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Old 01-24-2008, 02:05 PM   #1
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Corned Beef

I want to cook a corned beef so it can be sliced deli thin to make corned beef sandwiches. I have only cooked corned beef once before, one from the store with the spice packet and it was cooked to where it fell apart. I wanna make some piled high corn beef on rye. I'm going to buy an electric slicer so I can do this. Does anybody know how the deli's cook them? lol..I don't want to corn the beef myself..will buy the ones from the store.

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Old 01-24-2008, 02:14 PM   #2
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It may have been cooked too long if it fell apart. Also, the deli slices the corned beef after it's cold. That will make it easier to slice.
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Old 01-24-2008, 02:33 PM   #3
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I use a Pressure Cooker to cook mine. Andy M is right, slicing it cold is better. I like to remove the fat from the meat when it's warm.
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Old 01-24-2008, 02:40 PM   #4
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Thanks =o) It was so long ago that I cooked it, I'm not sure it fell apart..lol I just know I had hard time trying to slice it without it fallin apart.
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Old 02-04-2008, 04:29 PM   #5
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Ya corn beef tends to fall apart when it is cooked. Andy had a good point try slicing it when it is cold.
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Old 02-04-2008, 09:28 PM   #6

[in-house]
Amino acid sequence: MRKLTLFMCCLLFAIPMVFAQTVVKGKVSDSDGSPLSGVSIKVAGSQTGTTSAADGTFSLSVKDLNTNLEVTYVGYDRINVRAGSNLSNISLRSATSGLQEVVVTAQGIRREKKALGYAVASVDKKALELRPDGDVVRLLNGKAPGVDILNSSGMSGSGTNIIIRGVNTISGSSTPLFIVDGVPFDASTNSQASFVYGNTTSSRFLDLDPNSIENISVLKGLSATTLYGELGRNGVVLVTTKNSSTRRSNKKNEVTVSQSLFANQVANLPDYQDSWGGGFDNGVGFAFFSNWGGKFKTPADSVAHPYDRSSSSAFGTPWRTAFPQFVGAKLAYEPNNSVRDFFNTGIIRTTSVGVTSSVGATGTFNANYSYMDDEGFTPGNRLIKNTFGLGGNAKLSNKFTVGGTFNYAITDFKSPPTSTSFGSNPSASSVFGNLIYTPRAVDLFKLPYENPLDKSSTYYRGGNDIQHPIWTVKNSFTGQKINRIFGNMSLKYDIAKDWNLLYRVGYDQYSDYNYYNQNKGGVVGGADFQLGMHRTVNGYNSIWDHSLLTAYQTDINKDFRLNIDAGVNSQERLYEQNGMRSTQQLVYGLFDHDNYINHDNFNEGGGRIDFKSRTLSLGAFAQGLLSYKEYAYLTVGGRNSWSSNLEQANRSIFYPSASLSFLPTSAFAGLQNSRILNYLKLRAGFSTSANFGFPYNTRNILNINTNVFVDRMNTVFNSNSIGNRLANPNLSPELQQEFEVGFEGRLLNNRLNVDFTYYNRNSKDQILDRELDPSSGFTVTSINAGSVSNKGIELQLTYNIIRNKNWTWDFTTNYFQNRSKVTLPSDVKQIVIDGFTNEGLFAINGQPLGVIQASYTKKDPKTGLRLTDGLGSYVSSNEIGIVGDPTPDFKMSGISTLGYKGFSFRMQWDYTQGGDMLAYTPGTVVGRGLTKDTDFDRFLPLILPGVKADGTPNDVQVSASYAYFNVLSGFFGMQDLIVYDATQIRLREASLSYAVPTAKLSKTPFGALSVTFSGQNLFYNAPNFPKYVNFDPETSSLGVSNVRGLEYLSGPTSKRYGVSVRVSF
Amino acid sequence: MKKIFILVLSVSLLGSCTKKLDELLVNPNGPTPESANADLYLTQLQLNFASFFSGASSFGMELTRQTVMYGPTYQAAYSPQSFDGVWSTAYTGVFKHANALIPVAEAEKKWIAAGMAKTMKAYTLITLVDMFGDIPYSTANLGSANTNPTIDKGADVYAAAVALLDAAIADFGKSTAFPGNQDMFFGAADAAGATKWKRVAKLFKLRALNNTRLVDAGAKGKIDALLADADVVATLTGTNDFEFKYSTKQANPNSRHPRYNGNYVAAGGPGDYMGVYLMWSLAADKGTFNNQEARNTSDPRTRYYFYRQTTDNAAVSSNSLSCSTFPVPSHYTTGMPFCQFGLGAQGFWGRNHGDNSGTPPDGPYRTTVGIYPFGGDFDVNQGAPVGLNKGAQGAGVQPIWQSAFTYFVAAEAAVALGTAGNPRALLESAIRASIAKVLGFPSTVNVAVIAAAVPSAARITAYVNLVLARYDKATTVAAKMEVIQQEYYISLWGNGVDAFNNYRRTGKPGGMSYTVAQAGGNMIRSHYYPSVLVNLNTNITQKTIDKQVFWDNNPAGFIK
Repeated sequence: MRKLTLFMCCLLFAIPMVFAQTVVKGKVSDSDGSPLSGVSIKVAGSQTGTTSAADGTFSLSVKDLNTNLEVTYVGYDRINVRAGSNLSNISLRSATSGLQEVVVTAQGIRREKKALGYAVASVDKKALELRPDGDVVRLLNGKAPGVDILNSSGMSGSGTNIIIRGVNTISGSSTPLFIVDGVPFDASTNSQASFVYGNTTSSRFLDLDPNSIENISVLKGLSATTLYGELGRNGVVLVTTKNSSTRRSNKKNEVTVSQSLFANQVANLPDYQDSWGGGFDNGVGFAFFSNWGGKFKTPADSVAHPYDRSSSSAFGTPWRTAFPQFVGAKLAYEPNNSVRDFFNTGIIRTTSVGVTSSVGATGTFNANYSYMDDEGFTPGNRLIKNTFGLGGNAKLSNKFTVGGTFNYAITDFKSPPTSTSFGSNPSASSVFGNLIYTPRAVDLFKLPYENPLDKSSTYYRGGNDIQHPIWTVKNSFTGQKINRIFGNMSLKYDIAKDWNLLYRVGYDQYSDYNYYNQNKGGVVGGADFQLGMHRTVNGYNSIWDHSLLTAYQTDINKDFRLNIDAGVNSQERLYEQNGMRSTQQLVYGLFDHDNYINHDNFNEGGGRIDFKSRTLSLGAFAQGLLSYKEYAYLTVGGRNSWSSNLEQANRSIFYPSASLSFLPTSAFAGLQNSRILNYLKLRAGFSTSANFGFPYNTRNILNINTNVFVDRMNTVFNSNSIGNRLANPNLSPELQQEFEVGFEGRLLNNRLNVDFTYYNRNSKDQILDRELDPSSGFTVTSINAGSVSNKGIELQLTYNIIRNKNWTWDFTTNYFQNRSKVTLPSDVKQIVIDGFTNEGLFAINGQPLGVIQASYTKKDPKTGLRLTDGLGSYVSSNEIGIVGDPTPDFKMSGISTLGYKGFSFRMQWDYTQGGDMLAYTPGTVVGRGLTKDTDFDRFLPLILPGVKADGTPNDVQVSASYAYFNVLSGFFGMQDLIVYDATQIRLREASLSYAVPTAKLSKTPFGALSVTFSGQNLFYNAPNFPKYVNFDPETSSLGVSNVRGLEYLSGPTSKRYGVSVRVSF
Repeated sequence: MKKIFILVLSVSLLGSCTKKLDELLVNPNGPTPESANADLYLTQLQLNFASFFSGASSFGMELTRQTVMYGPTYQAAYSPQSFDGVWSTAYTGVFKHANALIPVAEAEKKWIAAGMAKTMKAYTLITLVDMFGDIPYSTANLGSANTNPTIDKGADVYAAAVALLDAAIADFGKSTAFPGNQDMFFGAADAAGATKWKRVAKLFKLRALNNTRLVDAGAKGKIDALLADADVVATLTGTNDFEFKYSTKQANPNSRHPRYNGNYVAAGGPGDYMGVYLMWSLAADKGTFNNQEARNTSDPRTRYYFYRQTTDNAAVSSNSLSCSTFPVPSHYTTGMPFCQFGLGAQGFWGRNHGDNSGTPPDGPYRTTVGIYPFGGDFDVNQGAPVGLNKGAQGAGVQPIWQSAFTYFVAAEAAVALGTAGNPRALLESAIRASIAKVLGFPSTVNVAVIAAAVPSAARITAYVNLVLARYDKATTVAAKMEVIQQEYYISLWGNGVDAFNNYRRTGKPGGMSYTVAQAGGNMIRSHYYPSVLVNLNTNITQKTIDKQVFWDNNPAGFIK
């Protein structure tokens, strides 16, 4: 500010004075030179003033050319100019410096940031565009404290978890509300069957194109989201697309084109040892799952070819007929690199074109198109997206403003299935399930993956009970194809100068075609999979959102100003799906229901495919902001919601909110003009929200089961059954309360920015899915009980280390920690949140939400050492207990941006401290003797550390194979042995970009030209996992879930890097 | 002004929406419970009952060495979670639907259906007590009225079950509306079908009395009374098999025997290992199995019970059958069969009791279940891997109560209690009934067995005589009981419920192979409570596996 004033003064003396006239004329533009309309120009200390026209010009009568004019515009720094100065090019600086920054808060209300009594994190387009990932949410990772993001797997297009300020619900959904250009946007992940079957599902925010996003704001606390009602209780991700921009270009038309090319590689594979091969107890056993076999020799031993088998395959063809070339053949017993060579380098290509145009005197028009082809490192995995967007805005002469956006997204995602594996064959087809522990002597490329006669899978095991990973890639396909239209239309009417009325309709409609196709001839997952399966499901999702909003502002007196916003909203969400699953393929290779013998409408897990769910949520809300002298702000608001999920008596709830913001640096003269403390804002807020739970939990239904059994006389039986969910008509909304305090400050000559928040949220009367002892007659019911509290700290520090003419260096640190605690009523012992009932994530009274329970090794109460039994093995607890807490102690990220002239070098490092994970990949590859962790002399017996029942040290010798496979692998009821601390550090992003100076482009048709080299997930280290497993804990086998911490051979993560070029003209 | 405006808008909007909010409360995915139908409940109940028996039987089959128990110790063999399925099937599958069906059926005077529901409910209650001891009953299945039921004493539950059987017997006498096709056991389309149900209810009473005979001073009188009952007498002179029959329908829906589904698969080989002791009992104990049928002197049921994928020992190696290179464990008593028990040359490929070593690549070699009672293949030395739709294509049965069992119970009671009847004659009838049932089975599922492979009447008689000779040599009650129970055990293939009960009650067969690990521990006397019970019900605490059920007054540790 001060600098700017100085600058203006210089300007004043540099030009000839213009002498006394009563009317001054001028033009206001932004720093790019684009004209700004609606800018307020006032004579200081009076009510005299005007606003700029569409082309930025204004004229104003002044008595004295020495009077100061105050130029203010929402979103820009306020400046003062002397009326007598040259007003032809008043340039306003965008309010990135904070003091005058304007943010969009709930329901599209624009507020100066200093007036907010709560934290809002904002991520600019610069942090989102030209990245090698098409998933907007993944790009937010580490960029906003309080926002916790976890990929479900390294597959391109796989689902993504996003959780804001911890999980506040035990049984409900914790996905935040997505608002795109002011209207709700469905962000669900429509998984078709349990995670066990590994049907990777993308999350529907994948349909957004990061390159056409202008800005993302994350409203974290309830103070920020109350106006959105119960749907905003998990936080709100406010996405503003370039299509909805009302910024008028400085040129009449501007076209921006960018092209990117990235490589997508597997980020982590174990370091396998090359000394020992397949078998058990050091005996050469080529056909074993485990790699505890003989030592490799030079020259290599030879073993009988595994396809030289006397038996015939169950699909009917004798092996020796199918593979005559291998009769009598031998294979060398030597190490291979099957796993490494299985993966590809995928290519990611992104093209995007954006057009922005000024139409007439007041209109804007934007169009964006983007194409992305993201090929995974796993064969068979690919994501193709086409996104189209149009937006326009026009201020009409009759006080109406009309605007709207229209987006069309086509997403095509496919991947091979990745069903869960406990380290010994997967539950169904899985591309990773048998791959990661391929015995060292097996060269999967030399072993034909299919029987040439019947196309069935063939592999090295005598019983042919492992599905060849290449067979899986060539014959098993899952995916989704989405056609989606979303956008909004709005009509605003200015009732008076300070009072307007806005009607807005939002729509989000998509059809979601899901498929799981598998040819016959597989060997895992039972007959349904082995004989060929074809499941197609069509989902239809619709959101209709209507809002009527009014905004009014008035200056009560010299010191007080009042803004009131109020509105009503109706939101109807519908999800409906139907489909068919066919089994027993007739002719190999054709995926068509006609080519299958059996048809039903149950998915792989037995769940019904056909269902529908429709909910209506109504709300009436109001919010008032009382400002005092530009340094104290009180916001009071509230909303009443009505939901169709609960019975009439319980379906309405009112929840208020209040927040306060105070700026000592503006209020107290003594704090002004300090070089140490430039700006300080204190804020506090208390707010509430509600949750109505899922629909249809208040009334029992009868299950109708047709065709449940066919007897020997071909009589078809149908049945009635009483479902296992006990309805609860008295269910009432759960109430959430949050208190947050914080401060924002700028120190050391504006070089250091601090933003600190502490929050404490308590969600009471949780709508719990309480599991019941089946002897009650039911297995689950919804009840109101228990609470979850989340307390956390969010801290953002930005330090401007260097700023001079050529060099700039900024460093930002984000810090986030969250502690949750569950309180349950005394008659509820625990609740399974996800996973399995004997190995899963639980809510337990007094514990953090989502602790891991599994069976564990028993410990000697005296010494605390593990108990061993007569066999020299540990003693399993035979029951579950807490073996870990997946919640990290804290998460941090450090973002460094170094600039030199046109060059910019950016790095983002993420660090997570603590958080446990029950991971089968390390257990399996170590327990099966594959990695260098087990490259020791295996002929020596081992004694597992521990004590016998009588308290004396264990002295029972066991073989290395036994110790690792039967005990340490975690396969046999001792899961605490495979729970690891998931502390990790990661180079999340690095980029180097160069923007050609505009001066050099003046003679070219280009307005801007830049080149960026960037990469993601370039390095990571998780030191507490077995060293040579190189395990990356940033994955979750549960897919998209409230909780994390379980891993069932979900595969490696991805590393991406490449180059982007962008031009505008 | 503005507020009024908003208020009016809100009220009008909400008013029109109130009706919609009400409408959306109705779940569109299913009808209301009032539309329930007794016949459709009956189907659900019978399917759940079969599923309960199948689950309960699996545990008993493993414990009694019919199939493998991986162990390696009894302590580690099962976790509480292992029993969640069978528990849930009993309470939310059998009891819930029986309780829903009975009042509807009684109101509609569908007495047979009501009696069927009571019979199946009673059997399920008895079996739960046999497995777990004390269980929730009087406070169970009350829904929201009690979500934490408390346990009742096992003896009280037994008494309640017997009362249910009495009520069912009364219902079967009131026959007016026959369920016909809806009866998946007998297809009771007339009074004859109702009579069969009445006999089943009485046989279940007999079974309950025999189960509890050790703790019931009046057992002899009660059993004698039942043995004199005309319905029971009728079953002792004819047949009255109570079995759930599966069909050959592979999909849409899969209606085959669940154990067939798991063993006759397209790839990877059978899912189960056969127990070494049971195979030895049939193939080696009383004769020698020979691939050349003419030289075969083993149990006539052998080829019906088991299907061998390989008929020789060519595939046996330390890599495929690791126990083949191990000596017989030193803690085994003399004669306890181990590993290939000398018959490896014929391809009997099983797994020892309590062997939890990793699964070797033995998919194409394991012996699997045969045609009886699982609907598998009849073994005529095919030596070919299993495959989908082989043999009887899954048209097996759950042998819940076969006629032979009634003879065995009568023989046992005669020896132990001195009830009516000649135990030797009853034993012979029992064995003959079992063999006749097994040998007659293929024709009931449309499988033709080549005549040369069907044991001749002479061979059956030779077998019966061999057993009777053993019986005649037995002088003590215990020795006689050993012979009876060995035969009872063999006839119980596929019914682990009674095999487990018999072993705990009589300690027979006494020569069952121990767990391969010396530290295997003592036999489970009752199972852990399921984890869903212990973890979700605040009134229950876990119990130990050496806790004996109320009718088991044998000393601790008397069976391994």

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Exclamation Serve hot with cabbage, cold with kraut.!

Quote:
Originally Posted by sage™ View Post
I want to cook a corned beef so it can be sliced deli thin to make corned beef sandwiches. I have only cooked corned beef once before, one from the store with the spice packet and it was cooked to where it fell apart. I wanna make some piled high corn beef on rye. I'm going to buy an electric slicer so I can do this. Does anybody know how the deli's cook them? lol..I don't want to corn the beef myself..will buy the ones from the store.
The others got it - made corned beef and cabbage a couple of weeks ago - slow cooker with beer. It was fork tender hot, but the left over wrapped and stored in the ice box was good for thin slicing next day.
(Next time I'm going to use apple juice and brown sugar and compare - should be all together different taste.)

My daughter is ready for Rubin sandwiches.
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Old 02-04-2008, 09:33 PM   #7
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My bet is Delis get them precooked. But yes, cook following package directions, and then cool, chil in fridge. THis year I'm buying two cause one just wasn't enough last year, it was SOOOOOOOOOOO good!